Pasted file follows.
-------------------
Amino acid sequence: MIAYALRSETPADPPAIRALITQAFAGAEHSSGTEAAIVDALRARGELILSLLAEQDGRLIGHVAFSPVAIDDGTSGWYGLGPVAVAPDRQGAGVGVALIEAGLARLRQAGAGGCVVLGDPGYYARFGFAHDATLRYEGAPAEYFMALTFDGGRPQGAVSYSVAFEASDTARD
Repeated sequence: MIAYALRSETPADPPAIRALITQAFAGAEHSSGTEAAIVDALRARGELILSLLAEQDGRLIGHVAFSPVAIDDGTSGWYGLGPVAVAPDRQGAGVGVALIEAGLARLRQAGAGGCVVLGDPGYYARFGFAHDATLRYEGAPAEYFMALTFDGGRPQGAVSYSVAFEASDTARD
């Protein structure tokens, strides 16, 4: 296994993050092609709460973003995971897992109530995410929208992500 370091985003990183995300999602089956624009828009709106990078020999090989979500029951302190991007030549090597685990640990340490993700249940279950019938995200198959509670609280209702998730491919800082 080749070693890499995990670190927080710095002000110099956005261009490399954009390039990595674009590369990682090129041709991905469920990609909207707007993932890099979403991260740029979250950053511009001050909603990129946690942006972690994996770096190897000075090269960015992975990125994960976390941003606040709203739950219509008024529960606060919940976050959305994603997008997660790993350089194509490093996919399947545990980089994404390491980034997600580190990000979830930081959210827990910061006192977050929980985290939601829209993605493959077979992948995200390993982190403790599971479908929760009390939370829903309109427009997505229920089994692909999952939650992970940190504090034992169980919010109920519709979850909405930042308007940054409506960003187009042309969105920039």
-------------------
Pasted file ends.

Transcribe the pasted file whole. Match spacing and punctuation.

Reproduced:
Amino acid sequence: MIAYALRSETPADPPAIRALITQAFAGAEHSSGTEAAIVDALRARGELILSLLAEQDGRLIGHVAFSPVAIDDGTSGWYGLGPVAVAPDRQGAGVGVALIEAGLARLRQAGAGGCVVLGDPGYYARFGFAHDATLRYEGAPAEYFMALTFDGGRPQGAVSYSVAFEASDTARD
Repeated sequence: MIAYALRSETPADPPAIRALITQAFAGAEHSSGTEAAIVDALRARGELILSLLAEQDGRLIGHVAFSPVAIDDGTSGWYGLGPVAVAPDRQGAGVGVALIEAGLARLRQAGAGGCVVLGDPGYYARFGFAHDATLRYEGAPAEYFMALTFDGGRPQGAVSYSVAFEASDTARD
């Protein structure tokens, strides 16, 4: 296994993050092609709460973003995971897992109530995410929208992500 370091985003990183995300999602089956624009828009709106990078020999090989979500029951302190991007030549090597685990640990340490993700249940279950019938995200198959509670609280209702998730491919800082 080749070693890499995990670190927080710095002000110099956005261009490399954009390039990595674009590369990682090129041709991905469920990609909207707007993932890099979403991260740029979250950053511009001050909603990129946690942006972690994996770096190897000075090269960015992975990125994960976390941003606040709203739950219509008024529960606060919940976050959305994603997008997660790993350089194509490093996919399947545990980089994404390491980034997600580190990000979830930081959210827990910061006192977050929980985290939601829209993605493959077979992948995200390993982190403790599971479908929760009390939370829903309109427009997505229920089994692909999952939650992970940190504090034992169980919010109920519709979850909405930042308007940054409506960003187009042309969105920039």